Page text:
Fyodor Dostoyevsky’s ‘Crime and Punishment’ once again reaffirmed my belief in the superb creative abilities of Russian writers. While War and Peace was a summary on politics and society, Crime and Punishment abounds in psychological insights of human mind and emotions. Needless to say, I found his book rich in real life metaphors, a few of his wisdom lines:
1. Man is a coward, and can get accustomed to anything.
2. Money is the honey of humanity.
3. While the honest man tells his secrets, the business man hoards them up and turns them to account.
4. As a rule, we feel more or less constrained when a person with whom we have but slight acquaintance shows much curiosity to hear us; and our embarrassment becomes all the greater if the subject about to be discussed is, in our eyes, scarcely deserving of the extreme attention lavished on us.
5. Crime is a protest against a badly-organised social state of things.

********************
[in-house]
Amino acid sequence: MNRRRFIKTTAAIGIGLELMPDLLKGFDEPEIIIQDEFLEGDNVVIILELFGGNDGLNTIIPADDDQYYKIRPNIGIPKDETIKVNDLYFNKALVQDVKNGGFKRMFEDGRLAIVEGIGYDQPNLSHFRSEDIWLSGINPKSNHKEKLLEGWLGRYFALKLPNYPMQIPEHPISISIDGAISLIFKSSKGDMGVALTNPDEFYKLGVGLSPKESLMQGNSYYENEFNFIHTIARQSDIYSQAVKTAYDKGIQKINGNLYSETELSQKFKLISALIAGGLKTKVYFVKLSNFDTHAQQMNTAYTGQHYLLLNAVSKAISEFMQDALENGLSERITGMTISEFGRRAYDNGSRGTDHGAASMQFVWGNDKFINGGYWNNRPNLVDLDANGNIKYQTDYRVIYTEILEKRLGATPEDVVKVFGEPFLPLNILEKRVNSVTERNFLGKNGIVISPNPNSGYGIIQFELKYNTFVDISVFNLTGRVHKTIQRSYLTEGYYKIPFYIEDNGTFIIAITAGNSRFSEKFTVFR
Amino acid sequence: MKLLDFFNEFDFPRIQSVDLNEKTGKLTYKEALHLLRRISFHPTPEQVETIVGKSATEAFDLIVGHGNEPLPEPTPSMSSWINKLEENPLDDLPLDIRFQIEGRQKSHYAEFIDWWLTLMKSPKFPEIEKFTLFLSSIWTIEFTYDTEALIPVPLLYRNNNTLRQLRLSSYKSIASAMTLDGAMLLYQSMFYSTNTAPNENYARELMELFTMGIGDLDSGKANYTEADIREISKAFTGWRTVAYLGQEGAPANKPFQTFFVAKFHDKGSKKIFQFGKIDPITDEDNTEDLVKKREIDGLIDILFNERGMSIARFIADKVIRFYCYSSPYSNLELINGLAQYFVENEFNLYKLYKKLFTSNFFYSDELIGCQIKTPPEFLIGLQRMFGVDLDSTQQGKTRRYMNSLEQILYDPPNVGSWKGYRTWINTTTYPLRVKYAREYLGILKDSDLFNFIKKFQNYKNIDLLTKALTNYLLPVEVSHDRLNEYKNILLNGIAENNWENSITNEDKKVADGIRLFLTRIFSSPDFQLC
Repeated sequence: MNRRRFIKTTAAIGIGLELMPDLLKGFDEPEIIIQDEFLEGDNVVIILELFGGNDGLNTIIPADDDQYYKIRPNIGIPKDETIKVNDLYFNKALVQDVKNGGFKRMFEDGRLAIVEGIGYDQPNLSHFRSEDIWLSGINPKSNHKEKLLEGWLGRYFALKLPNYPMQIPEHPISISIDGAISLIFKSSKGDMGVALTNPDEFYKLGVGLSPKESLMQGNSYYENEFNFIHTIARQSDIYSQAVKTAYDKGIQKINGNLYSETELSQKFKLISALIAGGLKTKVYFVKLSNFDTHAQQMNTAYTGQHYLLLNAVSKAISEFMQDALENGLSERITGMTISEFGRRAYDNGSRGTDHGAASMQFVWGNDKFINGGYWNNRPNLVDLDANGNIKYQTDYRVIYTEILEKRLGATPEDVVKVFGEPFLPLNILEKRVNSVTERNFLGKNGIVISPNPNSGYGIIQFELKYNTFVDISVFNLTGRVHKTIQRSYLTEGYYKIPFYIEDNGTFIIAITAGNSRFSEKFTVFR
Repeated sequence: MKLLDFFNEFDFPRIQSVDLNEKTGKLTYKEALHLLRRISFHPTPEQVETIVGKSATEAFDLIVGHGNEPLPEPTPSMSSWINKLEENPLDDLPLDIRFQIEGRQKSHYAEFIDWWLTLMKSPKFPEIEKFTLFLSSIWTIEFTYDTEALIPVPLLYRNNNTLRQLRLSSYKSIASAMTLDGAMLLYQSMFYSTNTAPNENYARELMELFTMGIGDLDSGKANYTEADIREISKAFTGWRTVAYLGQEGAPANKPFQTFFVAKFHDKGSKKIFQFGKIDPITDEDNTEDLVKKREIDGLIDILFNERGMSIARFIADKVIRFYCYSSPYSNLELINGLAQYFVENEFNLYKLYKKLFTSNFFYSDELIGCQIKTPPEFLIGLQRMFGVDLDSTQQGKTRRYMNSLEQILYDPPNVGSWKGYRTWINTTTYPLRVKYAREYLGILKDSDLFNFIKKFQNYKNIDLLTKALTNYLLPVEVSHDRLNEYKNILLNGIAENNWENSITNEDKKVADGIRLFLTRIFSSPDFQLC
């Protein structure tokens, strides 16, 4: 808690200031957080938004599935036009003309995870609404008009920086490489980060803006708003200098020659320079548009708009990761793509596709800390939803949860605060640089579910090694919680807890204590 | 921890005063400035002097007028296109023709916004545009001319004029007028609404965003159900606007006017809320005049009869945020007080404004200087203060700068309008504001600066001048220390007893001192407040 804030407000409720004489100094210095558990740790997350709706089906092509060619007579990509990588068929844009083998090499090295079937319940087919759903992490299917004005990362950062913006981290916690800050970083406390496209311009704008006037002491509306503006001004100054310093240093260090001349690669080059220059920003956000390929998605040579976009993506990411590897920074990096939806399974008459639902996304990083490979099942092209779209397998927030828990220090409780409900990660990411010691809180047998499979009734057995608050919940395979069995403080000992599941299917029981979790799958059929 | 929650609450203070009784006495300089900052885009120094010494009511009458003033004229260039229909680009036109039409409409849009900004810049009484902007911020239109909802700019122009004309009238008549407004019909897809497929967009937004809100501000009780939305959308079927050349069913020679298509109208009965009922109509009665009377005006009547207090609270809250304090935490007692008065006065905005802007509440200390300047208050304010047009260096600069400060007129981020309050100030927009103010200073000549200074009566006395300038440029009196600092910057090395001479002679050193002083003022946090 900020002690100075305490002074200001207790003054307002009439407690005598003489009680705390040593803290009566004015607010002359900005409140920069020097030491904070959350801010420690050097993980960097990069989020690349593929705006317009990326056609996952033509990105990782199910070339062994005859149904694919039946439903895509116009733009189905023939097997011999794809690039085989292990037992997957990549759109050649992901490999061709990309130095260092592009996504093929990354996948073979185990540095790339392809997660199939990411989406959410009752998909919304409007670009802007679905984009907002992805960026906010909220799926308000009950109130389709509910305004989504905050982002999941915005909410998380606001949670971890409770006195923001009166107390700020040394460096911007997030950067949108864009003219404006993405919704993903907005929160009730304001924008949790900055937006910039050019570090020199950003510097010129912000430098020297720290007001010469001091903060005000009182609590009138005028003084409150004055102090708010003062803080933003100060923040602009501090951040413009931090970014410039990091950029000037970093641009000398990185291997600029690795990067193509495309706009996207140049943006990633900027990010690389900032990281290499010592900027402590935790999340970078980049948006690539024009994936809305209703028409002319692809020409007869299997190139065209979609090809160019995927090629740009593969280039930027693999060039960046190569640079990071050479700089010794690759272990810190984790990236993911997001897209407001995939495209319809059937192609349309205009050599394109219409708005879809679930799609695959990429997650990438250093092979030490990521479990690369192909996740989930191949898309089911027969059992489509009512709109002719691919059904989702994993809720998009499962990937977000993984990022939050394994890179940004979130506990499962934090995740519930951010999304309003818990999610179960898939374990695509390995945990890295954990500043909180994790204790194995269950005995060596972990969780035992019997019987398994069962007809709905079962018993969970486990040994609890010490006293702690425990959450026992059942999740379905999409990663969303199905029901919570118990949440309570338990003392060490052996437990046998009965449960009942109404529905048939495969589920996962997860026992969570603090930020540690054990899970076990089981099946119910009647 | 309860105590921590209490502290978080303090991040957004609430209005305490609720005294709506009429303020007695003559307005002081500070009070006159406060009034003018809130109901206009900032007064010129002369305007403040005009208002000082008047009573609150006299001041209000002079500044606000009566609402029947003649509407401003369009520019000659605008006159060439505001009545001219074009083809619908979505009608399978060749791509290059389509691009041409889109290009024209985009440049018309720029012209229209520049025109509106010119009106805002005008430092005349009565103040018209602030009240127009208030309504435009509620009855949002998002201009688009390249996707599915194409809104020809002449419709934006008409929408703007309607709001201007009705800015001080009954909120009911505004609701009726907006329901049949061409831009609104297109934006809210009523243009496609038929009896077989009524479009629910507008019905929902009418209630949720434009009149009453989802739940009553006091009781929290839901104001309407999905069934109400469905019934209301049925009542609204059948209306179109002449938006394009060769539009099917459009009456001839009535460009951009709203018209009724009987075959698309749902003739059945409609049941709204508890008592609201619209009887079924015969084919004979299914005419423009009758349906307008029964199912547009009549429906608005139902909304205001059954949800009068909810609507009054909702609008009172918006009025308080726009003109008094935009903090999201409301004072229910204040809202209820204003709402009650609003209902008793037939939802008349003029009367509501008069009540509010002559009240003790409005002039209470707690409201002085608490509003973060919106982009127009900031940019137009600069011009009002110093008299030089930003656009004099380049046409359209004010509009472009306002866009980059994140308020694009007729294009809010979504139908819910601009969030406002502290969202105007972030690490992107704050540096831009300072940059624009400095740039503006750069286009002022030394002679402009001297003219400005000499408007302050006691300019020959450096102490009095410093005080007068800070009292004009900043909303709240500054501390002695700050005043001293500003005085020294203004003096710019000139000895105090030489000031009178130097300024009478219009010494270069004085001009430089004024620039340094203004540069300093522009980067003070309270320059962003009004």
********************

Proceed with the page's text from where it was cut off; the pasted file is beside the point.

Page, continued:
6. The man who has a conscience suffers whilst acknowledging his sin. That is his punishment- to say nothing of the galleys.
7. Suffering is part and parcel of extensive intelligence and a feeling heart.
8. The foremost amongst them (men) is he who possesses marked intelligence. The man who dares much is the right man in his fellow’s opinion. The one who defies and scorns them acquires their respect!
9. Become like the sun, and men will notice you.
10. A hat is like a cake- I can always buy one at Zimmermann’s; but, as to what there is under the hat, that is a thing which can’t be bought.